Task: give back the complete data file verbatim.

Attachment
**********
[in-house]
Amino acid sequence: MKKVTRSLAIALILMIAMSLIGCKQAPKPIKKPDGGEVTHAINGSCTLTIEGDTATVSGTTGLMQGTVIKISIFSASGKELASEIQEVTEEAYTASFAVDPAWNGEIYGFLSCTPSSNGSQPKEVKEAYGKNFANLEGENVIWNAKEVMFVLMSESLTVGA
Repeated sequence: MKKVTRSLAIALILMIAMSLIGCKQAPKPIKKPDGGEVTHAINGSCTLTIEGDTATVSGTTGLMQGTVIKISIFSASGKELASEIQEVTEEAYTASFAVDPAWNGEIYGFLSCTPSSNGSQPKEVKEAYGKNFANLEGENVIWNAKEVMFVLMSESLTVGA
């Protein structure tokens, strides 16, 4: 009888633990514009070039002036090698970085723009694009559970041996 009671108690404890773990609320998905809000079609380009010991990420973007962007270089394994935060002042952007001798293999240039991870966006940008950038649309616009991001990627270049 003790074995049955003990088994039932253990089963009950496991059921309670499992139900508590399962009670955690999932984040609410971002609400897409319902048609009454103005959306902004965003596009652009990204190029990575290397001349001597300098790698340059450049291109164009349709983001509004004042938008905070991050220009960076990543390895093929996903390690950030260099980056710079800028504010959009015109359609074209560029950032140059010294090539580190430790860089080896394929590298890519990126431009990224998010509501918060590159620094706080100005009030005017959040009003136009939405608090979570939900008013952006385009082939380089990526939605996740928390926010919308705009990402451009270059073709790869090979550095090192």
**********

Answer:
[in-house]
Amino acid sequence: MKKVTRSLAIALILMIAMSLIGCKQAPKPIKKPDGGEVTHAINGSCTLTIEGDTATVSGTTGLMQGTVIKISIFSASGKELASEIQEVTEEAYTASFAVDPAWNGEIYGFLSCTPSSNGSQPKEVKEAYGKNFANLEGENVIWNAKEVMFVLMSESLTVGA
Repeated sequence: MKKVTRSLAIALILMIAMSLIGCKQAPKPIKKPDGGEVTHAINGSCTLTIEGDTATVSGTTGLMQGTVIKISIFSASGKELASEIQEVTEEAYTASFAVDPAWNGEIYGFLSCTPSSNGSQPKEVKEAYGKNFANLEGENVIWNAKEVMFVLMSESLTVGA
């Protein structure tokens, strides 16, 4: 009888633990514009070039002036090698970085723009694009559970041996 009671108690404890773990609320998905809000079609380009010991990420973007962007270089394994935060002042952007001798293999240039991870966006940008950038649309616009991001990627270049 003790074995049955003990088994039932253990089963009950496991059921309670499992139900508590399962009670955690999932984040609410971002609400897409319902048609009454103005959306902004965003596009652009990204190029990575290397001349001597300098790698340059450049291109164009349709983001509004004042938008905070991050220009960076990543390895093929996903390690950030260099980056710079800028504010959009015109359609074209560029950032140059010294090539580190430790860089080896394929590298890519990126431009990224998010509501918060590159620094706080100005009030005017959040009003136009939405608090979570939900008013952006385009082939380089990526939605996740928390926010919308705009990402451009270059073709790869090979550095090192």